# Moltiplicare n polinomi di grado 1

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Il problema è calcolare il polinomio . Supponiamo che tutti i coefficienti si adattino a una parola macchina, cioè possano essere manipolati in unità di tempo.$\left({a}_{1}x+{b}_{1}\right)×\cdots ×\left({a}_{n}x+{b}_{n}\right)$$(a_1 x + b_1) \times \cdots \times (a_n x + b_n)$

È possibile eseguire tempo applicando FFT in modo albero. Puoi fare ?$O\left(n{\mathrm{log}}^{2}n\right)$$O(n \log^2 n)$$O\left(n\mathrm{log}n\right)$$O(n \log n)$

Bella domanda, sembra di aver visto qualcosa di simile nel blog di qualcuno, ma non ricordo dove fosse.
Grigory Yaroslavtsev,

3
${\alpha }_{i}=-{b}_{i}/{a}_{i}$$\alpha_i = -b_i/a_i$, so the problem is equivalent to: Given ${\alpha }_{1},\dots ,{\alpha }_{n}$$\alpha_1, \dots , \alpha_n$, compute the polynomial $\left(x-{\alpha }_{1}\right)\dots \left(x-{\alpha }_{n}\right)$$(x-\alpha_1)\dots(x-\alpha_n)$. (I guess.)
ShreevatsaR

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Can you give a reference to the $O\left(n{\mathrm{log}}^{2}n\right)$$O(n\log^2 n)$ result?
Mohammad Al-Turkistany

2
As @Suresh mentioned, it is a simple divide-and-conquer approach. It can be generalized so that n polys may have different degrees ${d}_{i}$$d_i$, in which case you can divide in a Huffman tree fashion. See Strassen: The computational complexity of continued fractions.
Zeyu

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Can we compute the convolution of $n$$n$ vectors of constant dimension 2 in time $O\left(n\mathrm{log}n\right)$$O(n \log n)$?
Kaveh

Risposte:

7

Warning: This is not yet a complete answer. If plausibility arguments make you uncomfortable, stop reading.

I will consider a variant where we want to multiply (x - a_1) ... (x - a_n) over the complex numbers.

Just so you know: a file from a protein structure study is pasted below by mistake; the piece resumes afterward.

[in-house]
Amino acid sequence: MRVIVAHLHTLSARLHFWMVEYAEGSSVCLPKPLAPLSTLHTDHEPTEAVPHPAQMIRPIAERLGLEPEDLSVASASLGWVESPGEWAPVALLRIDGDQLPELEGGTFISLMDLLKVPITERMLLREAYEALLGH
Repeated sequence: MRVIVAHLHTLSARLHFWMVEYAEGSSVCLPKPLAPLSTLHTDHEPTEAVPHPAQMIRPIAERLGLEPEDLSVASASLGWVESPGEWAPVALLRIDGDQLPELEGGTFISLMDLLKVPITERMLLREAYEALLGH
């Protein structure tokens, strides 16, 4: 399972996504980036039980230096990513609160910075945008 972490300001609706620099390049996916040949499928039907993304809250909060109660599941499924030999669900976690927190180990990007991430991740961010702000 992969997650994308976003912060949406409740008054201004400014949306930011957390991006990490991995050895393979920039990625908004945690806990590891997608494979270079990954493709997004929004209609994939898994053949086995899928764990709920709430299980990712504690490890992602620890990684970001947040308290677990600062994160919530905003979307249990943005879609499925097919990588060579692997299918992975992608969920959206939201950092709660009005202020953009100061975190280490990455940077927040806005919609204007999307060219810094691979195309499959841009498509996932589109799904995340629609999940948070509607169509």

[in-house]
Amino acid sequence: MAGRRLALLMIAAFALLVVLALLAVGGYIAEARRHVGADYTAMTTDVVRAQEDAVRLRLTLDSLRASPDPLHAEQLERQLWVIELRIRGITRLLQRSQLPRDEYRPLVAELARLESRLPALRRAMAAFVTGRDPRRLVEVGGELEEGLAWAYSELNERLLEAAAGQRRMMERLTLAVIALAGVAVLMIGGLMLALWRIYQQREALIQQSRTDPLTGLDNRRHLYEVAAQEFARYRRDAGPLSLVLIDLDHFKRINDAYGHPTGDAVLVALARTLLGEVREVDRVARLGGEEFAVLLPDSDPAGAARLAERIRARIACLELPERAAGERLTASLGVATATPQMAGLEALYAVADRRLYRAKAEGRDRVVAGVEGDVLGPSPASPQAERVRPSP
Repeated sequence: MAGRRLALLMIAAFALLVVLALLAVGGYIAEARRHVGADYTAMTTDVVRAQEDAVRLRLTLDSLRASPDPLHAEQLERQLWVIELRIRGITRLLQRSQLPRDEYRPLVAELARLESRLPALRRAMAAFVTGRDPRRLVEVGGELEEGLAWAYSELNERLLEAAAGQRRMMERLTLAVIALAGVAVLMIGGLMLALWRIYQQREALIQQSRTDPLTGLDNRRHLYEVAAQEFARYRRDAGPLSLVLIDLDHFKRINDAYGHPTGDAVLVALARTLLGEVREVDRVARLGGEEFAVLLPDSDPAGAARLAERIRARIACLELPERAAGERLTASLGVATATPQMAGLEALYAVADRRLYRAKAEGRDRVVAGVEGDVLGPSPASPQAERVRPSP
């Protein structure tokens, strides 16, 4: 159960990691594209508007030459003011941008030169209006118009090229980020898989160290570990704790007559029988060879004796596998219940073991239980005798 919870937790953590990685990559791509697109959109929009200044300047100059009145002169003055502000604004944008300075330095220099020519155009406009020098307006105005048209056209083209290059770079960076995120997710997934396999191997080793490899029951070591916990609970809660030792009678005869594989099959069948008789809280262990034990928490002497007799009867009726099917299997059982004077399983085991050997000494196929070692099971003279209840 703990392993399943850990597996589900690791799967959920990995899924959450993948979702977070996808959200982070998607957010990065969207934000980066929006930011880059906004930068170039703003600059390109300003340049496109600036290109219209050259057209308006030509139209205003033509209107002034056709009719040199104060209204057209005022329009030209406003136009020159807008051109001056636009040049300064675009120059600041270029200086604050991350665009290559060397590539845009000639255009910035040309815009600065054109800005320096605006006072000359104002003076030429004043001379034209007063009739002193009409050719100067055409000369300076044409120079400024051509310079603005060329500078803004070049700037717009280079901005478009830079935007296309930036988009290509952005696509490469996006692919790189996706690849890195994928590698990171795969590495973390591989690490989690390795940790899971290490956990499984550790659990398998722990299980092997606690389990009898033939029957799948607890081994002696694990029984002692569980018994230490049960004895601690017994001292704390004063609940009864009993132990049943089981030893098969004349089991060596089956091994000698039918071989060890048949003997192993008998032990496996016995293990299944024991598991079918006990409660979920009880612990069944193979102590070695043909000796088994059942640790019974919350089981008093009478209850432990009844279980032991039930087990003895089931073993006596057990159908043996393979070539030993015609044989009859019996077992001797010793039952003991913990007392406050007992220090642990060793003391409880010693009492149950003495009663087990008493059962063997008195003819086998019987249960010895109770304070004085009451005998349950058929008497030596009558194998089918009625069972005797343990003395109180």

The problem is dual to evaluating a polynomial at n points. We know this can be done cleverly in O(n log n) time when the points happen to be nth roots of unity. This takes essential advantage of the symmetries of regular polygons that underlie the Fast Fourier Transform. That transform comes in two forms, conventionally called decimation-in-time and decimation-in-frequency. In radix two they rely on a dual pair of symmetries of even-sided regular polygons: the interlocking symmetry (a regular hexagon consists of two interlocking equilateral triangles) and the fan unfolding symmetry (cut a regular hexagon in half and unfold the pieces like fans into equilateral triangles).

From this perspective, it seems highly implausible that an O(n log n) algorithm would exist for an arbitrary set of n points without special symmetries. It would imply that there is nothing algorithmically exceptional about regular polygons as compared to random sets of points in the complex plane.

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On the other hand, an $\mathrm{\Omega }\left(n{\mathrm{log}}^{2}n\right)$$\Omega(n\log^2 n)$ lower bound for such a natural problem seems equally implausible!
Jeffε

True! I wish I had a more definitive answer. It's very interesting.
Per Vognsen

Bounty awarded!
Jeffε

@PerVognsen: Can you give a reference for this point of view re: symmetries of polygons / interlocking symmetry? Or if this is an observation of your own, could you expand on it a bit more?
Joshua Grochow
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